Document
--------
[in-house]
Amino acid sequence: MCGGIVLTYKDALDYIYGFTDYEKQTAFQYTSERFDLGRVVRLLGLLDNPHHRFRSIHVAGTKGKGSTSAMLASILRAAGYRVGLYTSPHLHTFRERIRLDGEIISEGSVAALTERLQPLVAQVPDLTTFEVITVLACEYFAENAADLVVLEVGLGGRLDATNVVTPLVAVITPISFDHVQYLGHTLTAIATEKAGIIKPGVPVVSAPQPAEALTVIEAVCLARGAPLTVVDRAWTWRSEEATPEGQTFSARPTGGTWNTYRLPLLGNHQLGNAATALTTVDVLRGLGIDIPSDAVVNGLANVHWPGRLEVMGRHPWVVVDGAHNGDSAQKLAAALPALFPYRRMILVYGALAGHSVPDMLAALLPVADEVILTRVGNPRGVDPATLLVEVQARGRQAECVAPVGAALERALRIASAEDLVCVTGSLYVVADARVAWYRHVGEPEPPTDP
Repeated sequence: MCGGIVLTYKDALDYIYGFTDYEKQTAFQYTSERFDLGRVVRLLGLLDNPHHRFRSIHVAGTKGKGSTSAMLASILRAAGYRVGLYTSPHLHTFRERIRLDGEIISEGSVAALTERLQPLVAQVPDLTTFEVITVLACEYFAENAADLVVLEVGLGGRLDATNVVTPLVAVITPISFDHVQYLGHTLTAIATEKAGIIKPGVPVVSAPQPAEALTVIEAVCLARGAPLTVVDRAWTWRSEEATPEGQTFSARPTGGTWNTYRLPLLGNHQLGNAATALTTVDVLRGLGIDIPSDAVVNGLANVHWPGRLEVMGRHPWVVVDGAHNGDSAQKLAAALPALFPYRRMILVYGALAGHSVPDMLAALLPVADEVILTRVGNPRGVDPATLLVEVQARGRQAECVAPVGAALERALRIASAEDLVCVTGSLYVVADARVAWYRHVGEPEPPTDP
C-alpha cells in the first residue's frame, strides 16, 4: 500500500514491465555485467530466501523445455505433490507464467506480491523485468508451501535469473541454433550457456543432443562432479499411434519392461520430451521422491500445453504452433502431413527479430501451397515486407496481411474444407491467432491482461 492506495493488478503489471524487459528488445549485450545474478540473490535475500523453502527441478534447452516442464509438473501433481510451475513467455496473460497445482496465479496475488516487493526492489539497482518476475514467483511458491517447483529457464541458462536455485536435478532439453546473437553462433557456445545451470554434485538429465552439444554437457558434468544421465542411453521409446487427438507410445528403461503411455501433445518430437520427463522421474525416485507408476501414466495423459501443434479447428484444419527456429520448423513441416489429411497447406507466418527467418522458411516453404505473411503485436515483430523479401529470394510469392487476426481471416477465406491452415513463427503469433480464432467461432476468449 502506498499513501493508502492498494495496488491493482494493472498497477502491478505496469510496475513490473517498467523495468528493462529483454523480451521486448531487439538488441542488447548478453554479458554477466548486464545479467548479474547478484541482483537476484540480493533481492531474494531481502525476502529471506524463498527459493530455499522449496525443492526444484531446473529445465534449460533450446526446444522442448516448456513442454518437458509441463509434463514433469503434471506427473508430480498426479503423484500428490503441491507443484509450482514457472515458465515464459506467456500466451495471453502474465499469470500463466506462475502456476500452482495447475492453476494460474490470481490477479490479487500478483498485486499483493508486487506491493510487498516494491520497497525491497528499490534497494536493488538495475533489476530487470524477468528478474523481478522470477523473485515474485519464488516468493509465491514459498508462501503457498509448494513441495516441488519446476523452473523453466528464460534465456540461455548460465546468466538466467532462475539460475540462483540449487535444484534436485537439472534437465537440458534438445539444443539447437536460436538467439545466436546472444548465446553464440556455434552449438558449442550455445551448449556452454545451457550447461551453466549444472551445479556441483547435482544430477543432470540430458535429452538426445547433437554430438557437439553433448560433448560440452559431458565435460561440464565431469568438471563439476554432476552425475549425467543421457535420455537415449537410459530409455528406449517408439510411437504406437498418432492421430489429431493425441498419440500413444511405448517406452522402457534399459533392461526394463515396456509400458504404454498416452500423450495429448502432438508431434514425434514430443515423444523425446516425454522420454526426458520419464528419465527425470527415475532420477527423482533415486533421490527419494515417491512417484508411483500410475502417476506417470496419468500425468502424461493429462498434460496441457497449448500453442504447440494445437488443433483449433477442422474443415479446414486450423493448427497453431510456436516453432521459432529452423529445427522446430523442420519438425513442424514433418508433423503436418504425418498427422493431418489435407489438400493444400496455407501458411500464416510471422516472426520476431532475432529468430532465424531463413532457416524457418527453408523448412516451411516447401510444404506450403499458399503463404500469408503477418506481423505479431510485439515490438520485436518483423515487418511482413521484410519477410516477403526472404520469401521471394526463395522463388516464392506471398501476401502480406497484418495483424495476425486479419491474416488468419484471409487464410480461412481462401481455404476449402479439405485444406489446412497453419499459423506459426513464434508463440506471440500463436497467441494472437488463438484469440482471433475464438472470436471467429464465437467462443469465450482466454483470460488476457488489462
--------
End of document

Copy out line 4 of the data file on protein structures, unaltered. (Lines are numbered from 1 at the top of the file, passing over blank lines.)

C-alpha cells in the first residue's frame, strides 16, 4: 500500500514491465555485467530466501523445455505433490507464467506480491523485468508451501535469473541454433550457456543432443562432479499411434519392461520430451521422491500445453504452433502431413527479430501451397515486407496481411474444407491467432491482461 492506495493488478503489471524487459528488445549485450545474478540473490535475500523453502527441478534447452516442464509438473501433481510451475513467455496473460497445482496465479496475488516487493526492489539497482518476475514467483511458491517447483529457464541458462536455485536435478532439453546473437553462433557456445545451470554434485538429465552439444554437457558434468544421465542411453521409446487427438507410445528403461503411455501433445518430437520427463522421474525416485507408476501414466495423459501443434479447428484444419527456429520448423513441416489429411497447406507466418527467418522458411516453404505473411503485436515483430523479401529470394510469392487476426481471416477465406491452415513463427503469433480464432467461432476468449 502506498499513501493508502492498494495496488491493482494493472498497477502491478505496469510496475513490473517498467523495468528493462529483454523480451521486448531487439538488441542488447548478453554479458554477466548486464545479467548479474547478484541482483537476484540480493533481492531474494531481502525476502529471506524463498527459493530455499522449496525443492526444484531446473529445465534449460533450446526446444522442448516448456513442454518437458509441463509434463514433469503434471506427473508430480498426479503423484500428490503441491507443484509450482514457472515458465515464459506467456500466451495471453502474465499469470500463466506462475502456476500452482495447475492453476494460474490470481490477479490479487500478483498485486499483493508486487506491493510487498516494491520497497525491497528499490534497494536493488538495475533489476530487470524477468528478474523481478522470477523473485515474485519464488516468493509465491514459498508462501503457498509448494513441495516441488519446476523452473523453466528464460534465456540461455548460465546468466538466467532462475539460475540462483540449487535444484534436485537439472534437465537440458534438445539444443539447437536460436538467439545466436546472444548465446553464440556455434552449438558449442550455445551448449556452454545451457550447461551453466549444472551445479556441483547435482544430477543432470540430458535429452538426445547433437554430438557437439553433448560433448560440452559431458565435460561440464565431469568438471563439476554432476552425475549425467543421457535420455537415449537410459530409455528406449517408439510411437504406437498418432492421430489429431493425441498419440500413444511405448517406452522402457534399459533392461526394463515396456509400458504404454498416452500423450495429448502432438508431434514425434514430443515423444523425446516425454522420454526426458520419464528419465527425470527415475532420477527423482533415486533421490527419494515417491512417484508411483500410475502417476506417470496419468500425468502424461493429462498434460496441457497449448500453442504447440494445437488443433483449433477442422474443415479446414486450423493448427497453431510456436516453432521459432529452423529445427522446430523442420519438425513442424514433418508433423503436418504425418498427422493431418489435407489438400493444400496455407501458411500464416510471422516472426520476431532475432529468430532465424531463413532457416524457418527453408523448412516451411516447401510444404506450403499458399503463404500469408503477418506481423505479431510485439515490438520485436518483423515487418511482413521484410519477410516477403526472404520469401521471394526463395522463388516464392506471398501476401502480406497484418495483424495476425486479419491474416488468419484471409487464410480461412481462401481455404476449402479439405485444406489446412497453419499459423506459426513464434508463440506471440500463436497467441494472437488463438484469440482471433475464438472470436471467429464465437467462443469465450482466454483470460488476457488489462